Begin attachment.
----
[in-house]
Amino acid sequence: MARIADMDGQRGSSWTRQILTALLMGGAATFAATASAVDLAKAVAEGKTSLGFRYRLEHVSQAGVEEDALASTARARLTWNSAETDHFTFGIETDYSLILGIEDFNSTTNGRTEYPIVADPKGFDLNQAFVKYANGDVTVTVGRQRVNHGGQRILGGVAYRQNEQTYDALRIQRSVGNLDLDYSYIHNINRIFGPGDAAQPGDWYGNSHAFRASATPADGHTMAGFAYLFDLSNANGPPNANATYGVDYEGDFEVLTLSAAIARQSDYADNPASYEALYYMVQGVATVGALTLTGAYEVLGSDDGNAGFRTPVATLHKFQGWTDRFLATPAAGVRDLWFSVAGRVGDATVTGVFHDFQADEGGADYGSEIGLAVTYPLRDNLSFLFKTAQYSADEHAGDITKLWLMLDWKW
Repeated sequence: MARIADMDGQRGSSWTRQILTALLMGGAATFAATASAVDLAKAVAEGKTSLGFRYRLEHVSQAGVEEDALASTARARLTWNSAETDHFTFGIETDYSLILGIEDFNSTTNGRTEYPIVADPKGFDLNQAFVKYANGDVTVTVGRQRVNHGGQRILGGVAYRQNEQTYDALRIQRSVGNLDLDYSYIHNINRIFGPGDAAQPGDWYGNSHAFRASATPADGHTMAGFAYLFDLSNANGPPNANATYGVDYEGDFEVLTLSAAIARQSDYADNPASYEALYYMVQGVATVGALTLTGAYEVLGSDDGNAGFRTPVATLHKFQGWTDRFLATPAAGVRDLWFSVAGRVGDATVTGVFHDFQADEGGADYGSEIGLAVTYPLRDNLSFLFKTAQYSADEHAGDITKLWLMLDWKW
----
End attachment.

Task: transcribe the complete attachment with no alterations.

[in-house]
Amino acid sequence: MARIADMDGQRGSSWTRQILTALLMGGAATFAATASAVDLAKAVAEGKTSLGFRYRLEHVSQAGVEEDALASTARARLTWNSAETDHFTFGIETDYSLILGIEDFNSTTNGRTEYPIVADPKGFDLNQAFVKYANGDVTVTVGRQRVNHGGQRILGGVAYRQNEQTYDALRIQRSVGNLDLDYSYIHNINRIFGPGDAAQPGDWYGNSHAFRASATPADGHTMAGFAYLFDLSNANGPPNANATYGVDYEGDFEVLTLSAAIARQSDYADNPASYEALYYMVQGVATVGALTLTGAYEVLGSDDGNAGFRTPVATLHKFQGWTDRFLATPAAGVRDLWFSVAGRVGDATVTGVFHDFQADEGGADYGSEIGLAVTYPLRDNLSFLFKTAQYSADEHAGDITKLWLMLDWKW
Repeated sequence: MARIADMDGQRGSSWTRQILTALLMGGAATFAATASAVDLAKAVAEGKTSLGFRYRLEHVSQAGVEEDALASTARARLTWNSAETDHFTFGIETDYSLILGIEDFNSTTNGRTEYPIVADPKGFDLNQAFVKYANGDVTVTVGRQRVNHGGQRILGGVAYRQNEQTYDALRIQRSVGNLDLDYSYIHNINRIFGPGDAAQPGDWYGNSHAFRASATPADGHTMAGFAYLFDLSNANGPPNANATYGVDYEGDFEVLTLSAAIARQSDYADNPASYEALYYMVQGVATVGALTLTGAYEVLGSDDGNAGFRTPVATLHKFQGWTDRFLATPAAGVRDLWFSVAGRVGDATVTGVFHDFQADEGGADYGSEIGLAVTYPLRDNLSFLFKTAQYSADEHAGDITKLWLMLDWKW